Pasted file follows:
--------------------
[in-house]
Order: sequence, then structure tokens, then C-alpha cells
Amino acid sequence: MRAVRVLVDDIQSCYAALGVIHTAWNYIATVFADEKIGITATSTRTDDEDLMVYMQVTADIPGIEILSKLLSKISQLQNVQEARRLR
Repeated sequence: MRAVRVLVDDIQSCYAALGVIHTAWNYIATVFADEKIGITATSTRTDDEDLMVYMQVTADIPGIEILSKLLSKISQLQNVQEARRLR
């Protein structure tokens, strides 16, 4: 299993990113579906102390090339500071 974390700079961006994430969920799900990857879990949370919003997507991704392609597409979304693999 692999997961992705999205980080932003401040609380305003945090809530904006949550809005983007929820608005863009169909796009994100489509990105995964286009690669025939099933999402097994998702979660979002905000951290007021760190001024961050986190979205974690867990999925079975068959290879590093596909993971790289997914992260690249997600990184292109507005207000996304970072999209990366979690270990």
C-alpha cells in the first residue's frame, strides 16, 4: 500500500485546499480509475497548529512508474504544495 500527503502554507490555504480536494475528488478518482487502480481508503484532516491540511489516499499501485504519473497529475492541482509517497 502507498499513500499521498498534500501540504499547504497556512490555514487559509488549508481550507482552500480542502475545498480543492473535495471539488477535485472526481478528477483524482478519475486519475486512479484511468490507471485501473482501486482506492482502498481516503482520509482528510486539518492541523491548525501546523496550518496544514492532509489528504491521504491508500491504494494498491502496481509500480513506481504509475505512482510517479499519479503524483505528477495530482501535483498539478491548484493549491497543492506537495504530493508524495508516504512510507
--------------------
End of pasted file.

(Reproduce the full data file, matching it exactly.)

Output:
[in-house]
Order: sequence, then structure tokens, then C-alpha cells
Amino acid sequence: MRAVRVLVDDIQSCYAALGVIHTAWNYIATVFADEKIGITATSTRTDDEDLMVYMQVTADIPGIEILSKLLSKISQLQNVQEARRLR
Repeated sequence: MRAVRVLVDDIQSCYAALGVIHTAWNYIATVFADEKIGITATSTRTDDEDLMVYMQVTADIPGIEILSKLLSKISQLQNVQEARRLR
């Protein structure tokens, strides 16, 4: 299993990113579906102390090339500071 974390700079961006994430969920799900990857879990949370919003997507991704392609597409979304693999 692999997961992705999205980080932003401040609380305003945090809530904006949550809005983007929820608005863009169909796009994100489509990105995964286009690669025939099933999402097994998702979660979002905000951290007021760190001024961050986190979205974690867990999925079975068959290879590093596909993971790289997914992260690249997600990184292109507005207000996304970072999209990366979690270990």
C-alpha cells in the first residue's frame, strides 16, 4: 500500500485546499480509475497548529512508474504544495 500527503502554507490555504480536494475528488478518482487502480481508503484532516491540511489516499499501485504519473497529475492541482509517497 502507498499513500499521498498534500501540504499547504497556512490555514487559509488549508481550507482552500480542502475545498480543492473535495471539488477535485472526481478528477483524482478519475486519475486512479484511468490507471485501473482501486482506492482502498481516503482520509482528510486539518492541523491548525501546523496550518496544514492532509489528504491521504491508500491504494494498491502496481509500480513506481504509475505512482510517479499519479503524483505528477495530482501535483498539478491548484493549491497543492506537495504530493508524495508516504512510507